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Abstract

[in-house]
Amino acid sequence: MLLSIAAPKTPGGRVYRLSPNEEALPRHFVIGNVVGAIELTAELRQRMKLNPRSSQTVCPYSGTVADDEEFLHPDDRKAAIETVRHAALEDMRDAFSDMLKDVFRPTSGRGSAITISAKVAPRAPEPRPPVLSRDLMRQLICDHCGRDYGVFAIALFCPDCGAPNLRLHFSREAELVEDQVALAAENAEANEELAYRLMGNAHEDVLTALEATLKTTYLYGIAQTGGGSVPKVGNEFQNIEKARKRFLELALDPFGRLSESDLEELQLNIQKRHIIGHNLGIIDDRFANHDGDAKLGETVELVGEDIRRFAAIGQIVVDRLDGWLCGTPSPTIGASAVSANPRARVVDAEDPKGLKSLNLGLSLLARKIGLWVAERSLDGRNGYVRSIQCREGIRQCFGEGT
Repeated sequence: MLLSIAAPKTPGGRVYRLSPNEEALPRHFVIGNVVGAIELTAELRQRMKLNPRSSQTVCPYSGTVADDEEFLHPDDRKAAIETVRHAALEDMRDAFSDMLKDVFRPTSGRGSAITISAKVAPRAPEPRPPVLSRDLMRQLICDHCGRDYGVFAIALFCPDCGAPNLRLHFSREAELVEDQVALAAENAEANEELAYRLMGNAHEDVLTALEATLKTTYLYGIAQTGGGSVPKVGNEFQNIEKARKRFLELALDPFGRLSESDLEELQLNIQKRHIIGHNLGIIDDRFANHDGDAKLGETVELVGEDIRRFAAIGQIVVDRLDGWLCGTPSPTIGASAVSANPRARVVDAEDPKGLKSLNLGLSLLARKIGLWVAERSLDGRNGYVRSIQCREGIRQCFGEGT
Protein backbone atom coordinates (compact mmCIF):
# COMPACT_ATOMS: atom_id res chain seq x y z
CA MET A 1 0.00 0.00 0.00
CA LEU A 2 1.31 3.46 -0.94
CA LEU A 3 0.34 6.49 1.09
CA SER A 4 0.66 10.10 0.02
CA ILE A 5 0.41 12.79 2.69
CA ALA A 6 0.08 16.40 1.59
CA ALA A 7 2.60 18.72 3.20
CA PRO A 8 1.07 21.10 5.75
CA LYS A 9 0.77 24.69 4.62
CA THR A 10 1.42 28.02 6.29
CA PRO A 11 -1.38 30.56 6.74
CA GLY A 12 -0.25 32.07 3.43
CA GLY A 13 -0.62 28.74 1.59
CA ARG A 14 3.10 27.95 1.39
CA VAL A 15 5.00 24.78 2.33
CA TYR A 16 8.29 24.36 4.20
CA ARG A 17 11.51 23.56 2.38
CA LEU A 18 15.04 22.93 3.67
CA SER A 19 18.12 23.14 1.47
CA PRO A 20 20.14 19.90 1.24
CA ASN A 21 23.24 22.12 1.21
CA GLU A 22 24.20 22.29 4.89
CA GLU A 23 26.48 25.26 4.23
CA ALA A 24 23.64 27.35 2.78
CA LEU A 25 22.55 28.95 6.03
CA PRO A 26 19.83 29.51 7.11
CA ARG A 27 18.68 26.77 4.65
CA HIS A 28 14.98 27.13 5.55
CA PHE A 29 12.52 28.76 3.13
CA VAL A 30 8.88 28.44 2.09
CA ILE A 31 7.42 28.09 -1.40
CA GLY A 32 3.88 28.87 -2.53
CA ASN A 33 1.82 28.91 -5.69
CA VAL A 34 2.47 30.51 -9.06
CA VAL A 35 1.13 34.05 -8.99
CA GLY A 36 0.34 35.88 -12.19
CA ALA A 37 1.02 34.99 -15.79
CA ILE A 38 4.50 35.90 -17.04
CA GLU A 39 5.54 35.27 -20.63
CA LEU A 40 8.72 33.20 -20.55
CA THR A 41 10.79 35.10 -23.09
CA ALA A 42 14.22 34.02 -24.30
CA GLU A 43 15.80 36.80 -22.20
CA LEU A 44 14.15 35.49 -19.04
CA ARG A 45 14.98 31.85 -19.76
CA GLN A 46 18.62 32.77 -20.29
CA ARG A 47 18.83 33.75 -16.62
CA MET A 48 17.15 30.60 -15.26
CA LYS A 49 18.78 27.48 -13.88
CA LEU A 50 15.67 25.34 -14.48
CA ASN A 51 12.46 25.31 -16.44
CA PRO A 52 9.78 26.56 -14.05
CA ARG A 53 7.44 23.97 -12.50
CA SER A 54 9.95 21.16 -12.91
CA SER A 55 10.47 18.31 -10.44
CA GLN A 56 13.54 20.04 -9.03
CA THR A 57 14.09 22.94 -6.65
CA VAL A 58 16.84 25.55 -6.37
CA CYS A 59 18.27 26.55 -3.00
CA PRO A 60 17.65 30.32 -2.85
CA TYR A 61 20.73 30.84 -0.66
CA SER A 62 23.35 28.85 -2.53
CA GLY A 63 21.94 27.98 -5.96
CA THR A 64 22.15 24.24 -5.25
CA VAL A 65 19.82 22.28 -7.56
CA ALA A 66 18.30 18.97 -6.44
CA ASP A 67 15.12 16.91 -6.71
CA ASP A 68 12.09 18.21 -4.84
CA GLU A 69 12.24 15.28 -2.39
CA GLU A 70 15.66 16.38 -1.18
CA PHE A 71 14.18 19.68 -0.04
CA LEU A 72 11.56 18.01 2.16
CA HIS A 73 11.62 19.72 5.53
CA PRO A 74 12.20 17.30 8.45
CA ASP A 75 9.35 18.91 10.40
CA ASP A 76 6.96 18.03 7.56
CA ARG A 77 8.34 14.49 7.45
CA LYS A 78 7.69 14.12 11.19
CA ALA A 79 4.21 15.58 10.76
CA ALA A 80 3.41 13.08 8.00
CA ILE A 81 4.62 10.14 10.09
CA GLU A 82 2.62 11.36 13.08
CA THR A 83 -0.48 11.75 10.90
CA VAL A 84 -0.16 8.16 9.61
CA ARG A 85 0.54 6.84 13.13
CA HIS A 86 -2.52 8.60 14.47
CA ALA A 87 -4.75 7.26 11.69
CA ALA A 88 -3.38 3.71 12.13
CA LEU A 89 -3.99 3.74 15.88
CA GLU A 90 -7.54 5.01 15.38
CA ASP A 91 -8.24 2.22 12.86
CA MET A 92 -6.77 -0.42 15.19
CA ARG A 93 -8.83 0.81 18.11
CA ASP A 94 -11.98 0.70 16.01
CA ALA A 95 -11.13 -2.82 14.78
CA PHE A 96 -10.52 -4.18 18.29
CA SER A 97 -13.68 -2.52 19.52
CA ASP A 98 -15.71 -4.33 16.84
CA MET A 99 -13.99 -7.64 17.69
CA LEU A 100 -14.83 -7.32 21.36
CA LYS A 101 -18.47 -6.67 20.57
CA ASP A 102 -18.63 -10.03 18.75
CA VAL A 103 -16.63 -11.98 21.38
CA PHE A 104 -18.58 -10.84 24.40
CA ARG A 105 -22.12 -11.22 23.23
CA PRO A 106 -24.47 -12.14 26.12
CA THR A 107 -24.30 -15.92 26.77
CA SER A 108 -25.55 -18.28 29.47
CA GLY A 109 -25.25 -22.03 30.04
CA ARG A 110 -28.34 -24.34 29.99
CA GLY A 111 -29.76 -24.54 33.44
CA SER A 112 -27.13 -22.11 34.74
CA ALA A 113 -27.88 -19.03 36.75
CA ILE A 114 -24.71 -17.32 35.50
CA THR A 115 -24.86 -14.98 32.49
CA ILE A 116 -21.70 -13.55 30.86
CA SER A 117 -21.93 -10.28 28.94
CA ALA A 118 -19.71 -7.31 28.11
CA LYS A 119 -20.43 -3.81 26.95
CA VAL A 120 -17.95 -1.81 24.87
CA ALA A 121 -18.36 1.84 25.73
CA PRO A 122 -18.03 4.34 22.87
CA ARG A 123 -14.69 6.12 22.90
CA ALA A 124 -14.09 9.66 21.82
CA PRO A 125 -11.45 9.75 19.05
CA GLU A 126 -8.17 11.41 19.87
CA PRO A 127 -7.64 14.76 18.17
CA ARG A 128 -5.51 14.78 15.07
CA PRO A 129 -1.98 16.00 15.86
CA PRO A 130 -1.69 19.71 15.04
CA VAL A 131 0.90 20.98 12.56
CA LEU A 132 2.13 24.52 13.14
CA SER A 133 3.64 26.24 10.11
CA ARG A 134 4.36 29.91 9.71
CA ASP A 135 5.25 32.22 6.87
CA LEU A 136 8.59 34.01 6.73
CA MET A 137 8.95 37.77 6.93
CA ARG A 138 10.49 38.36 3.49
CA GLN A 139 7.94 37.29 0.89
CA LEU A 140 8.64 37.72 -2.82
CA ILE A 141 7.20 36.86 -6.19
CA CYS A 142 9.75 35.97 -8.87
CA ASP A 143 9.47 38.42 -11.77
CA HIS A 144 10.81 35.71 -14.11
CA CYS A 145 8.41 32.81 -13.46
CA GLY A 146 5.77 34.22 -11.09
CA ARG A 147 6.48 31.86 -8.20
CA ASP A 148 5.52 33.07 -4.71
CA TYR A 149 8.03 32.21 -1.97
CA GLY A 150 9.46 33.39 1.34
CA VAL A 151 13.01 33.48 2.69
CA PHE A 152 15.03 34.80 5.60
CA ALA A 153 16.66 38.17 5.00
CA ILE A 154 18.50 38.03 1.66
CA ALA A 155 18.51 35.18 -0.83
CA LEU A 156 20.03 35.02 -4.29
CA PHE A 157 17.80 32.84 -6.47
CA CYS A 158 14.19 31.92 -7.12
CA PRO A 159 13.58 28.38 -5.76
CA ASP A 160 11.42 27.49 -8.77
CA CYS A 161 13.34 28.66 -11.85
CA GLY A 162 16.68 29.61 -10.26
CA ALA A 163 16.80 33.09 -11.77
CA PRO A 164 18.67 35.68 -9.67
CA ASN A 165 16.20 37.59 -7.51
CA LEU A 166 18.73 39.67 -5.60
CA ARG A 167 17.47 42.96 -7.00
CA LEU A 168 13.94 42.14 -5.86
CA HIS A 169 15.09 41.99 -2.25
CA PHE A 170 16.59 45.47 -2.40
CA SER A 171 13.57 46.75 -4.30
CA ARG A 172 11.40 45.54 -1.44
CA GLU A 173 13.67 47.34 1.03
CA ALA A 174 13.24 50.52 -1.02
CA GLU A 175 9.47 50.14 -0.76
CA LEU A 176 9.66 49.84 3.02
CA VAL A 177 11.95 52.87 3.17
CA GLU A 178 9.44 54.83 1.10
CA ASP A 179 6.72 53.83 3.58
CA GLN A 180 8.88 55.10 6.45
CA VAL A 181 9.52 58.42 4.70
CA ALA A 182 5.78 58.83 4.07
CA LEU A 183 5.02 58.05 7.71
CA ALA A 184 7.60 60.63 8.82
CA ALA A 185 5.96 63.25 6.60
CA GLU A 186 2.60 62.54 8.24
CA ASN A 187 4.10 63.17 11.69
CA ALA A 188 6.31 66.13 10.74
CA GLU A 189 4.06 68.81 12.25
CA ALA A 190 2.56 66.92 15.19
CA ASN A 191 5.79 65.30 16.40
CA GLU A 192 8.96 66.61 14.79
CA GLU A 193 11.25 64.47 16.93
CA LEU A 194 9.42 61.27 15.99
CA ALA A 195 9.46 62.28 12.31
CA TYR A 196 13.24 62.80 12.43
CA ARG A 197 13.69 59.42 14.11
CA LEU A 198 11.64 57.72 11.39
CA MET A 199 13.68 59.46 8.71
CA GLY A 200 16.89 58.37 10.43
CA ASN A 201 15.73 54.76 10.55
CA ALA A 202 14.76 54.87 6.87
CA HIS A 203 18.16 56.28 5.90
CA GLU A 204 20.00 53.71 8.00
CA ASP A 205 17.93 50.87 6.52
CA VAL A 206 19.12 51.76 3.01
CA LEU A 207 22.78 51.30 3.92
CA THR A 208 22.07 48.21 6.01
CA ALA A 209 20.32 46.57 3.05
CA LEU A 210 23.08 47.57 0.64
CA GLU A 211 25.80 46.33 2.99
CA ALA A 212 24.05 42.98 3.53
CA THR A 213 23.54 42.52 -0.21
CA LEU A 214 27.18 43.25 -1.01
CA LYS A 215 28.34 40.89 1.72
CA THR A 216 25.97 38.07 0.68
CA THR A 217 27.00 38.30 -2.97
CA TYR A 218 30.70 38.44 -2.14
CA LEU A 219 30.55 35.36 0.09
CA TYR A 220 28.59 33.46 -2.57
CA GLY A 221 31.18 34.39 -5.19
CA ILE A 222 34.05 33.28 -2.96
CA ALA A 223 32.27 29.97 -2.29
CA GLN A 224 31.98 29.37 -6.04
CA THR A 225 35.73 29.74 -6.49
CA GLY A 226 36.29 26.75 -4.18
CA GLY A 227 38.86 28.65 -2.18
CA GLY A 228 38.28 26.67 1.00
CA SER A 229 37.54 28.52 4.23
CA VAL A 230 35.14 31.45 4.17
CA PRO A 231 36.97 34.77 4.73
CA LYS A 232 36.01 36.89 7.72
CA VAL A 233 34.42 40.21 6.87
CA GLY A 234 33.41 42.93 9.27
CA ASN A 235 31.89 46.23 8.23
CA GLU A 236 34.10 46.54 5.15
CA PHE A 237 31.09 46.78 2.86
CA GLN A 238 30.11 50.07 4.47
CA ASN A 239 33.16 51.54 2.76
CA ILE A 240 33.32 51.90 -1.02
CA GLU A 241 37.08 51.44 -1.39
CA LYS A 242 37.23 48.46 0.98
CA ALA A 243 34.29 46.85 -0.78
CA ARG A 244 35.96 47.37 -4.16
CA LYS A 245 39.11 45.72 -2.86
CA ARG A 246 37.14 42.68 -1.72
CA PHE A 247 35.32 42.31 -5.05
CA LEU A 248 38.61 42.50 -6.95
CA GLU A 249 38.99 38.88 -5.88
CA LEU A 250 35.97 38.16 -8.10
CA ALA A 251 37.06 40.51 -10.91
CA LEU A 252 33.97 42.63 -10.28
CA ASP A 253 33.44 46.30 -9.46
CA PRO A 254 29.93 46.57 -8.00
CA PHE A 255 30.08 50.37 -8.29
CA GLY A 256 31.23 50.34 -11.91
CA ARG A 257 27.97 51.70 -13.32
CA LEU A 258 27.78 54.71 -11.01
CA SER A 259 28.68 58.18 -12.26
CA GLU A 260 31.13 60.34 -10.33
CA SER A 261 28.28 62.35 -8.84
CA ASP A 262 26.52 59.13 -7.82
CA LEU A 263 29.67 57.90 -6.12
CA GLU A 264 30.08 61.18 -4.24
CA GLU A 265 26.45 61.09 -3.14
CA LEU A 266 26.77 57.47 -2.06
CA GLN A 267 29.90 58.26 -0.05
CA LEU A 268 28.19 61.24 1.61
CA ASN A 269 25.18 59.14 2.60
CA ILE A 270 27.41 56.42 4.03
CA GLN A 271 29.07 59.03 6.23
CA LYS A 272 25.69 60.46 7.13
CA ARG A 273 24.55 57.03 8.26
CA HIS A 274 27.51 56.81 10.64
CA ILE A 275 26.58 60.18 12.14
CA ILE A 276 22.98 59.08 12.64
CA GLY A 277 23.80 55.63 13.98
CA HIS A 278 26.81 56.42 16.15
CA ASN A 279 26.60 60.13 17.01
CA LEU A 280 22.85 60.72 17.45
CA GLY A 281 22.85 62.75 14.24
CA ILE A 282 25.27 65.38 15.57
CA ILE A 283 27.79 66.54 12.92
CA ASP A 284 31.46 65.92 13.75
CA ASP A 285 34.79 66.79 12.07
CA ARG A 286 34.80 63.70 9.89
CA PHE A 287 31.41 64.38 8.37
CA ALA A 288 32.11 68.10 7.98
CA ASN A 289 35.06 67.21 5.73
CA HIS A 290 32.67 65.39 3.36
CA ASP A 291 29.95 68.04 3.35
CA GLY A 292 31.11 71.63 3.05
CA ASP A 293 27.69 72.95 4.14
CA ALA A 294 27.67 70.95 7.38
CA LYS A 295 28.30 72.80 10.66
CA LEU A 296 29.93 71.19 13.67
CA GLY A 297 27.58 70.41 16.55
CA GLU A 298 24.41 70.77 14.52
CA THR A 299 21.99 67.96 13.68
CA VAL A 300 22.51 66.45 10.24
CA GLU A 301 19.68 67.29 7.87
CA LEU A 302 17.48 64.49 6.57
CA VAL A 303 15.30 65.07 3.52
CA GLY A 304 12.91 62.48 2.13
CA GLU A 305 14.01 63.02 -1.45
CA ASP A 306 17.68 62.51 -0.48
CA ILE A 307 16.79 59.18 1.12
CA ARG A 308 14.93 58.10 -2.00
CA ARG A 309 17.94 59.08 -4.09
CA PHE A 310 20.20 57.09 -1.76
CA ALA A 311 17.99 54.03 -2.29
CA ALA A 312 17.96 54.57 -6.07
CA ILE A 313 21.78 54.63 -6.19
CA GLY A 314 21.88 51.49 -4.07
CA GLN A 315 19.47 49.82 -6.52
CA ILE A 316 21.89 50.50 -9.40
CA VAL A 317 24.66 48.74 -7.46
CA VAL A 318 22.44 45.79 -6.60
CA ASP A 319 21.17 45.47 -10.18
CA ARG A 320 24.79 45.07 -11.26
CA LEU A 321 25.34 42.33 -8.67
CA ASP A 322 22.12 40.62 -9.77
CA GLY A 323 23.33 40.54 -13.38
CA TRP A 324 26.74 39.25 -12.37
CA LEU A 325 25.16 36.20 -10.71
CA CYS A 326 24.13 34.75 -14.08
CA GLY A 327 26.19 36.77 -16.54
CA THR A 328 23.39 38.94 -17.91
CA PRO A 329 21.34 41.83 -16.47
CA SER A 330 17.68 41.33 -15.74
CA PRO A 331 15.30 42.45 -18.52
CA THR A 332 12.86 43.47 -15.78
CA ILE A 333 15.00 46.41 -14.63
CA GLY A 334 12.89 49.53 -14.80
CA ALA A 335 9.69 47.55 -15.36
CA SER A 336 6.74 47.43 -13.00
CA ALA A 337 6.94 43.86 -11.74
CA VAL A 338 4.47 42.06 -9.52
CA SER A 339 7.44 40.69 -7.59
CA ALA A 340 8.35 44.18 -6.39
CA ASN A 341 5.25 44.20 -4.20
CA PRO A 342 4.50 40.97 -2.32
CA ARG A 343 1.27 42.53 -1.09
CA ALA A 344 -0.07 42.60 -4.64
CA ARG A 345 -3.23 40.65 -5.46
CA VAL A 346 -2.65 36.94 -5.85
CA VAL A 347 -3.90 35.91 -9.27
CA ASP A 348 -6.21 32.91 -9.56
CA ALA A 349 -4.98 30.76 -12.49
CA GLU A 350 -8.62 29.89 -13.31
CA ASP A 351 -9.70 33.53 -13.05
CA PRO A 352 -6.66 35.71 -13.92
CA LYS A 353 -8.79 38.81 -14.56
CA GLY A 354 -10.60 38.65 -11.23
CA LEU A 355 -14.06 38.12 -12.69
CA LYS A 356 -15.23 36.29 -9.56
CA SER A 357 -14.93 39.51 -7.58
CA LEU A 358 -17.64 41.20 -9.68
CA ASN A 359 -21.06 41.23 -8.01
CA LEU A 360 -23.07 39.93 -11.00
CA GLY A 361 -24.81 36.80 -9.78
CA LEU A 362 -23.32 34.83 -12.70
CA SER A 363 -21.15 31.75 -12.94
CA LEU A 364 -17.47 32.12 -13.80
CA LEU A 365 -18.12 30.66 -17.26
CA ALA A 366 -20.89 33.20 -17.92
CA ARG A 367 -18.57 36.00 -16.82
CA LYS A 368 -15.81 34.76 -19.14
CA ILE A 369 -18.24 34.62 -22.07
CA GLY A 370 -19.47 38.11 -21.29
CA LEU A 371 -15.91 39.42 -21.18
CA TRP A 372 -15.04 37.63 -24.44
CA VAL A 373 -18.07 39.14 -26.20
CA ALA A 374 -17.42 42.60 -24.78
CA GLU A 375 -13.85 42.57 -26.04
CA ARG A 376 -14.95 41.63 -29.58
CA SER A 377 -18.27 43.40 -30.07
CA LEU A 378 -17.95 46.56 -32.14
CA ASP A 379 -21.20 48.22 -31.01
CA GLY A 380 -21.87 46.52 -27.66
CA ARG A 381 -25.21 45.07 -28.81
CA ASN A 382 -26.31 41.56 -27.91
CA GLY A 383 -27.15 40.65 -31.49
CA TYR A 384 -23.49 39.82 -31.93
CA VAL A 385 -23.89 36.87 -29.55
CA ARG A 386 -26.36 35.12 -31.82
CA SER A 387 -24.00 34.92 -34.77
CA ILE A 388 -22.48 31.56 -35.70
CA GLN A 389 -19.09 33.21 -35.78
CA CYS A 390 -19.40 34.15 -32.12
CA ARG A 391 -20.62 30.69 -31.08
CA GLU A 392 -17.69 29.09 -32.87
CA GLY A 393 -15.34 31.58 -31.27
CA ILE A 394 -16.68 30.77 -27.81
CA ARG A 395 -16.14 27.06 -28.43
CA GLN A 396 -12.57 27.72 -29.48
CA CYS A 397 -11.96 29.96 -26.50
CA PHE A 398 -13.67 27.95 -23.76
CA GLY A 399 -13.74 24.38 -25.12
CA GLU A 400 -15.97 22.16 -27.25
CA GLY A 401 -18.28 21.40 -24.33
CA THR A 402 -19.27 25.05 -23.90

Thermal oxidation and copper-catalyzed thermal oxidation of polypropylene were studied over a range of elevated temperatures. The apparent activation energy for both of these processes, based on t10 induction periods, was 27 kcal./mole. Measurement of the time (t10) required for interaction of 1 g. of polymer with 10 cc. of oxygen was found to be a convenient and expedient technique for estimating the induction period, since this amount of oxygen is sufficient to cause deterioration of physical and dielectric properties of the polymer. In the absence of copper, stabilization of polypropylene comparable to that achieved with polyethylene was observed when antioxidant concentration was increased proportionately to compensate for the larger number of oxidation-susceptible tertiary carbon atoms in polypropylene. However, it was found that thermal antioxidants, even in high concentration, were ineffective protectants for polypropylene when copper was present. Conventional copper chelators and metal deactivators were, at best, only slightly effective in suppressing oxidation catalyzed by copper and usually were unsatisfactory for a variety of other reasons. Oxamide, however, and particularly its less volatile, high melting, disubstituted derivatives, functioned cooperatively with a wide variety of antioxidant systems and were found to comprise a highly effective and useful family of inhibitors of the copper-catalyzed oxidation of polypropylene.